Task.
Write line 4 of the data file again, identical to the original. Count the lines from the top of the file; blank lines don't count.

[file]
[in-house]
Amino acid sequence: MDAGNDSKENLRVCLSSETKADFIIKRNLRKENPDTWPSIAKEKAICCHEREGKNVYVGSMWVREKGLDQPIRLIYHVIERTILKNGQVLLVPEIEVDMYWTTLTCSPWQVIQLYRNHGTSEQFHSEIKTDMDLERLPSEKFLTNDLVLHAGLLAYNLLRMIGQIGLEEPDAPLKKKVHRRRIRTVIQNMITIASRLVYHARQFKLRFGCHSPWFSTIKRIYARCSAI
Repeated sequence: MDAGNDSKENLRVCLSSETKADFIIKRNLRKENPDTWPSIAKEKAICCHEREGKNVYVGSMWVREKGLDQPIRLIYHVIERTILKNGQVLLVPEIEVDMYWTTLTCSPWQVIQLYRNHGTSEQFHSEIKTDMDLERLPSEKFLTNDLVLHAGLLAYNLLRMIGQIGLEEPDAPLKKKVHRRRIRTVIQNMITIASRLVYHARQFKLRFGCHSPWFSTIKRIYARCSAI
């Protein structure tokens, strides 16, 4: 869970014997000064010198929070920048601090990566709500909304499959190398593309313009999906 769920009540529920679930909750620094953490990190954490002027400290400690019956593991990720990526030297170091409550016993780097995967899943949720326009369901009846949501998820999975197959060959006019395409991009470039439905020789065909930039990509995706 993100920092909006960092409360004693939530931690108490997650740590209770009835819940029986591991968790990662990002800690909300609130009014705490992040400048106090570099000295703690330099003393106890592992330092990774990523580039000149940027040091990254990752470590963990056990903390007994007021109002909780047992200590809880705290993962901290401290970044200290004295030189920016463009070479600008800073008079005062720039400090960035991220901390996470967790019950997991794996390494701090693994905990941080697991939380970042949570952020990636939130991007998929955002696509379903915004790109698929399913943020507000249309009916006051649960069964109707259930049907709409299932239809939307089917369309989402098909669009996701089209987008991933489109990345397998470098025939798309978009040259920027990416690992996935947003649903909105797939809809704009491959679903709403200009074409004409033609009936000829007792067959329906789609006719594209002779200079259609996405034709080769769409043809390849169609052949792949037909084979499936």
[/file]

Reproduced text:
């Protein structure tokens, strides 16, 4: 869970014997000064010198929070920048601090990566709500909304499959190398593309313009999906 769920009540529920679930909750620094953490990190954490002027400290400690019956593991990720990526030297170091409550016993780097995967899943949720326009369901009846949501998820999975197959060959006019395409991009470039439905020789065909930039990509995706 993100920092909006960092409360004693939530931690108490997650740590209770009835819940029986591991968790990662990002800690909300609130009014705490992040400048106090570099000295703690330099003393106890592992330092990774990523580039000149940027040091990254990752470590963990056990903390007994007021109002909780047992200590809880705290993962901290401290970044200290004295030189920016463009070479600008800073008079005062720039400090960035991220901390996470967790019950997991794996390494701090693994905990941080697991939380970042949570952020990636939130991007998929955002696509379903915004790109698929399913943020507000249309009916006051649960069964109707259930049907709409299932239809939307089917369309989402098909669009996701089209987008991933489109990345397998470098025939798309978009040259920027990416690992996935947003649903909105797939809809704009491959679903709403200009074409004409033609009936000829007792067959329906789609006719594209002779200079259609996405034709080769769409043809390849169609052949792949037909084979499936």